All data in this study are expressed in the form of mean ± SD. The data were evaluated by one-way analysis of variance (ANOVA), and the differences between means assessed using Duncan’s test with a significance level of , <0.01, and <0.001.
3.1. General Condition of Rats
One hundred and twenty Sprague-Dawley rats of either sex were randomly divided into 10 groups of twelve in each (Table 1). The rats fed on normal diets showed about 43% weight gain in 42 days of experiment duration (Figure 2(a)). However, the body weights of rats fed high-fat diets were significantly lighter than those of rats fed normal diets groups beginning on day 18 day and persisted until the end of the experiment across all treatment groups (Figure 2(a)). We attributed the weight loss to the rats’ displeasure with the taste of the high-fat diets.
Indexes of liver, kidney, and spleen were recorded after the rats were killed (Figures 2(b), 2(c), and 2(d)). Liver and spleen indexes showed no significant differences between the control group and the high-fat-diet group. However, kidney indexes in the high-fat diet group were slightly lower than those of the in control group. Slight decreases in the kidney and spleen indexes were observed in the middle-dose RPM (Group D). The liver and spleen indexes of rats in the simvastatin group also decreased. Indexes of liver lipid levels were increased in the high-dosage RPM group (Group E). No serious pathological alterations were observed in this study, as determined by organ indexes.
3.2. Biochemical Indexes in Blood Sample of Model Group Rats
The TG contents in Group B were higher than those of Group A on day 6. After that, the TG contents dropped to a level lower than Group A (Table 2). The TC contents in Group B increased acutely from the beginning of the experiment (Table 3). The TC contents of Group B were increased to the highest level on day 24, mg/dL, almost 3 times than control group (Table 3). The amplitude of TC contents started to be decrease after day 24 but remained very high, at about 300 mg/dL.
LDL-C (Table 4) and HDL-C (Table 5) contents in Group B were higher than Group A from day 6 through the end of the study. Very low density lipoprotein (VLDL) content, as indicated by ELISA kits, showed no differences from the control group at the beginning of the study or on day 18 (Table 6). At the end of the experiment, the VLDL contents were even lower than those of control group.
Blood levels of aspartate aminotransaminase (AST) and alanine aminotransaminase (ALT) were evaluated on days 0, 18, and 42 (data not shown). No increases in AST or ALT were observed, which indicated that liver damage did not occur during the research period.
3.3. Biochemical Indexes in Liver Tissues of Model-Group Rats
Levels of TG, TC, LDL-C, HDL-C, AST, and ALT contents in liver tissue were tested after execution at the end of the research (Table 7). TC, TG, and LDL-C levels in the high-fat diet group were significantly higher than in the control group, but other indexes showed no difference. The control and high-fat diet groups showed similar AST and ALT levels, indicating normal liver function. Morphologic observations were carried in every group. Livers in the high-fat diet groups were more paler than normal groups (figure not shown), probably due to the intracellular edema, However, no fatty deposits were observed in the liver biopsy slides of the model group (Figure 3). Actually, no fatty deposits were observed in normal diet group, high fat diet group, positive groups, RPM group, and RPMP groups (figure not shown). That is probably due to the detention of morphologic changes compared to the biochemistry changes. For these reasons, the model group rats were considered to have early-stage NAFLD.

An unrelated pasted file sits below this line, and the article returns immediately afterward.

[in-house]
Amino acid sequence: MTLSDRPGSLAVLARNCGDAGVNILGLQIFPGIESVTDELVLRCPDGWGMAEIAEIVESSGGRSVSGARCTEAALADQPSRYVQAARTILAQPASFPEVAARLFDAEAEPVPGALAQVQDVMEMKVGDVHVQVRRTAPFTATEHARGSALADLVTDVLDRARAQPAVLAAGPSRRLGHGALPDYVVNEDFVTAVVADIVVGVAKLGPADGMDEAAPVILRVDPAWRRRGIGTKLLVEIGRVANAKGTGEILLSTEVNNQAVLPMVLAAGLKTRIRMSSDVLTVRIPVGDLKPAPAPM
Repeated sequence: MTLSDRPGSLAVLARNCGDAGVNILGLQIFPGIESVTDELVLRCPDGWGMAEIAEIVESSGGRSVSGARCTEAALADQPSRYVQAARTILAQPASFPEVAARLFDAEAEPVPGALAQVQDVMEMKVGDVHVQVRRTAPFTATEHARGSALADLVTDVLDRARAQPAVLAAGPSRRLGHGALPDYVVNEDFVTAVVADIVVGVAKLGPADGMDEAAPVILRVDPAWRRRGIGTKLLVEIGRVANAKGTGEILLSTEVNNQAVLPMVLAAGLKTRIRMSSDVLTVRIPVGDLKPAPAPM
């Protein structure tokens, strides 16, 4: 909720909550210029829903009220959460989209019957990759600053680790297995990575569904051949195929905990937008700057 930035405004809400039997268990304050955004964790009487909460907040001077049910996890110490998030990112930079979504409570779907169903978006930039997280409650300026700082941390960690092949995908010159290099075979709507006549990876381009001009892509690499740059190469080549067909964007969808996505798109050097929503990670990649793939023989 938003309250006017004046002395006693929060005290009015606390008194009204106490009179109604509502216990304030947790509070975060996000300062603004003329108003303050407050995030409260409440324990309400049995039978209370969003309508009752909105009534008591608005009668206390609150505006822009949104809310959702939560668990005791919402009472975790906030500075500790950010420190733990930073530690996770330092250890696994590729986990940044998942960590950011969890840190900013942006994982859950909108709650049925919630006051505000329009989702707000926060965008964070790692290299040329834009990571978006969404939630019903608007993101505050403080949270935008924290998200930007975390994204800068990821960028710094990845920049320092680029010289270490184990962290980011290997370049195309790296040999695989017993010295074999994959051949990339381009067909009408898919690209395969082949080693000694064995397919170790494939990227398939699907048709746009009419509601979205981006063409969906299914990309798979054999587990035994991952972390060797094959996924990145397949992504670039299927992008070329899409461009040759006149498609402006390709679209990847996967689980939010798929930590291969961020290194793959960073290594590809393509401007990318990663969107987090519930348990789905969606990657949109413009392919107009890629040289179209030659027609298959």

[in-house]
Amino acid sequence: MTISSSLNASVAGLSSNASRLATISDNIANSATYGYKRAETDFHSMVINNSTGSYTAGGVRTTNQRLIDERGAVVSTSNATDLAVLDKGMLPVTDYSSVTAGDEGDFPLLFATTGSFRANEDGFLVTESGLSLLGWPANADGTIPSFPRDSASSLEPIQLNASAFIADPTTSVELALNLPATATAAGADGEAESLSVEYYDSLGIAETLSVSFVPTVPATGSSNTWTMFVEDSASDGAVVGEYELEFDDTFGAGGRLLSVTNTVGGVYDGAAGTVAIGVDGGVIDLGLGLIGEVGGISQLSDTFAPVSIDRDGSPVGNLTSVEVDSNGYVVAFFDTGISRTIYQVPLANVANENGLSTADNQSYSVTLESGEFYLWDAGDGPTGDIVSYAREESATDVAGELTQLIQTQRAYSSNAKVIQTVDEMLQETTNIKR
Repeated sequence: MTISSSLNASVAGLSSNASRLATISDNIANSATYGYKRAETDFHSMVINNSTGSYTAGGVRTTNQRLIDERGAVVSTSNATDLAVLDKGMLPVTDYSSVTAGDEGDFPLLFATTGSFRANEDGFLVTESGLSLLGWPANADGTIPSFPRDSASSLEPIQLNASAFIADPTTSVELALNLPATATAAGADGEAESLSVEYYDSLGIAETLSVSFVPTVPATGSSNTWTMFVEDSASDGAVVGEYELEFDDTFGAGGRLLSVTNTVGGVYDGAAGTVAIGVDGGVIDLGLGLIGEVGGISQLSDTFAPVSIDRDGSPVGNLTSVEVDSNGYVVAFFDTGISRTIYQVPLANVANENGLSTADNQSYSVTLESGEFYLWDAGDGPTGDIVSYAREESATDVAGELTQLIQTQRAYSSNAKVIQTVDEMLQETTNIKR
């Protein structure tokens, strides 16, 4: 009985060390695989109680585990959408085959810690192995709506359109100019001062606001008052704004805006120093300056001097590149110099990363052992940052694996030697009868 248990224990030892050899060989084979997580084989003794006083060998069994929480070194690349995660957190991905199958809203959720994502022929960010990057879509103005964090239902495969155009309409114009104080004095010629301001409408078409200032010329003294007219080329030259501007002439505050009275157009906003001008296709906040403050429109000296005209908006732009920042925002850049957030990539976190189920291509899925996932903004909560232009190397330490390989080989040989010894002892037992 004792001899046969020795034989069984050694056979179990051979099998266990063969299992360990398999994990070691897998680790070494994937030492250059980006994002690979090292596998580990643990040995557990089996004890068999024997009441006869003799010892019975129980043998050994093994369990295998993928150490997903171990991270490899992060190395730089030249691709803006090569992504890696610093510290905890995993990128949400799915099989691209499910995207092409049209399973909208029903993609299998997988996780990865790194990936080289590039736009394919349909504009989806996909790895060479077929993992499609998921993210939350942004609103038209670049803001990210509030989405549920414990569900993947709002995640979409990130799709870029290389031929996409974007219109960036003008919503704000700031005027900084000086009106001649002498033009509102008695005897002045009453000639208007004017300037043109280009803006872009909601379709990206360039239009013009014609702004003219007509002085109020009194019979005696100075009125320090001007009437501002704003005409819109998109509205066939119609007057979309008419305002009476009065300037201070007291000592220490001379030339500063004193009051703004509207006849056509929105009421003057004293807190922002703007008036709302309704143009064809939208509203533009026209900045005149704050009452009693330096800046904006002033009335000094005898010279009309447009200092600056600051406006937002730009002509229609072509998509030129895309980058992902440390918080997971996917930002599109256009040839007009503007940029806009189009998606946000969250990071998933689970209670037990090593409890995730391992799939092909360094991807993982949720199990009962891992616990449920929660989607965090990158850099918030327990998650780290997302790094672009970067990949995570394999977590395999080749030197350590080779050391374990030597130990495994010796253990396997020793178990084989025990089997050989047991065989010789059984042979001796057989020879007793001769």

According to the Fredrickson’s classification of hyperlipidemia, type IIa hyperlipidemia is characterized by elevation of total cholesterol and LDL-C, while type IIb hyperlipidemia is characterized by elevation of total cholesterol, LDL-C, and VLDL-C. Judging from the lipid indexes listed above, the rats fed the high-fat diets were diagnosed with type IIa hyperlipidemia and early-stage non-alcoholic fatty liver disease.
3.4. Antihyperlipidemic Effects of RPM and RRPM
The TG levels in the blood samples were significantly higher in Group B after 6 days on the high-fat diet than those of control rats. TG did not continue to increase. TG levels were lower than those of control rats during the rest of the study. Considering the unremarkable increases in TG in the model group, we did not conclude that there was a relationship between different treatments, dosages, and durations of high-fat diet.
The RPM, RPMP, and positive control treatments began on day 19 of the study. No TC melioration effects were observed in the low-dosage raw RPM group. Both the middle (Group D) and high dosage (Group E) RPM groups showed significant changes in TC regulation in blood samples. The most pronounced TC regulation effects of RPMP were observed in the middle-dosage RPMP group (Group G). Time-dependent TC regulation activities were observed in Group G. At the end of the experiment, the TC levels in Group G were reduced to mg/dL, significantly lower than that of model group ().
Similar TC-lowing effects were observed between Group I (simvastatin group), Group D, and Group G during the early stages of treatment (from day 19 through day 30). However, the rats given traditional Chinese medicines showed better results than those given simvastatin at the end of the study (Group D, E, F, and G).
Dosage relationships were observed between the LDL-C lowing activity in RPM groups, although no significant differences were observed across different groups (Table 4). Simvastatin (Group I) and fenofibrate (Group J) were found to remarkably downregulate the LDL-C content by the end of the study ().